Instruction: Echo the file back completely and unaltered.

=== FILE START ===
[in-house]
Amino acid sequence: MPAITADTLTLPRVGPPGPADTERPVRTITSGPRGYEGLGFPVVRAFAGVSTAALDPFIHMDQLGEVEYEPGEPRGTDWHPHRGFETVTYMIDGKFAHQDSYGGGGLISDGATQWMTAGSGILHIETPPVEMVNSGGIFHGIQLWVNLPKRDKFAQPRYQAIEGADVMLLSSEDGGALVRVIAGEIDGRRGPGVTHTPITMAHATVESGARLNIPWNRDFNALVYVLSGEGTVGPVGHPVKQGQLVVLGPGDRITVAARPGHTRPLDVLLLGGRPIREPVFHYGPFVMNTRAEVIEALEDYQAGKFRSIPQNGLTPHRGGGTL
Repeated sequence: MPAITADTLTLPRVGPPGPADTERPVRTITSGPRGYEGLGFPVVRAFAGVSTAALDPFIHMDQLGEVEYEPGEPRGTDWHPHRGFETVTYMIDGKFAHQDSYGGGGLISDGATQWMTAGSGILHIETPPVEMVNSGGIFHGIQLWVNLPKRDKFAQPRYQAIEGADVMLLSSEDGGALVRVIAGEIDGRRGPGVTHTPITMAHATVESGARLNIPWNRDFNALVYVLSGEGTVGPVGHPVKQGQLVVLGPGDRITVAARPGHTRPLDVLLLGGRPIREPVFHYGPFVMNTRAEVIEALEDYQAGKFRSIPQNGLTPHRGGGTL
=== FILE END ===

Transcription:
[in-house]
Amino acid sequence: MPAITADTLTLPRVGPPGPADTERPVRTITSGPRGYEGLGFPVVRAFAGVSTAALDPFIHMDQLGEVEYEPGEPRGTDWHPHRGFETVTYMIDGKFAHQDSYGGGGLISDGATQWMTAGSGILHIETPPVEMVNSGGIFHGIQLWVNLPKRDKFAQPRYQAIEGADVMLLSSEDGGALVRVIAGEIDGRRGPGVTHTPITMAHATVESGARLNIPWNRDFNALVYVLSGEGTVGPVGHPVKQGQLVVLGPGDRITVAARPGHTRPLDVLLLGGRPIREPVFHYGPFVMNTRAEVIEALEDYQAGKFRSIPQNGLTPHRGGGTL
Repeated sequence: MPAITADTLTLPRVGPPGPADTERPVRTITSGPRGYEGLGFPVVRAFAGVSTAALDPFIHMDQLGEVEYEPGEPRGTDWHPHRGFETVTYMIDGKFAHQDSYGGGGLISDGATQWMTAGSGILHIETPPVEMVNSGGIFHGIQLWVNLPKRDKFAQPRYQAIEGADVMLLSSEDGGALVRVIAGEIDGRRGPGVTHTPITMAHATVESGARLNIPWNRDFNALVYVLSGEGTVGPVGHPVKQGQLVVLGPGDRITVAARPGHTRPLDVLLLGGRPIREPVFHYGPFVMNTRAEVIEALEDYQAGKFRSIPQNGLTPHRGGGTL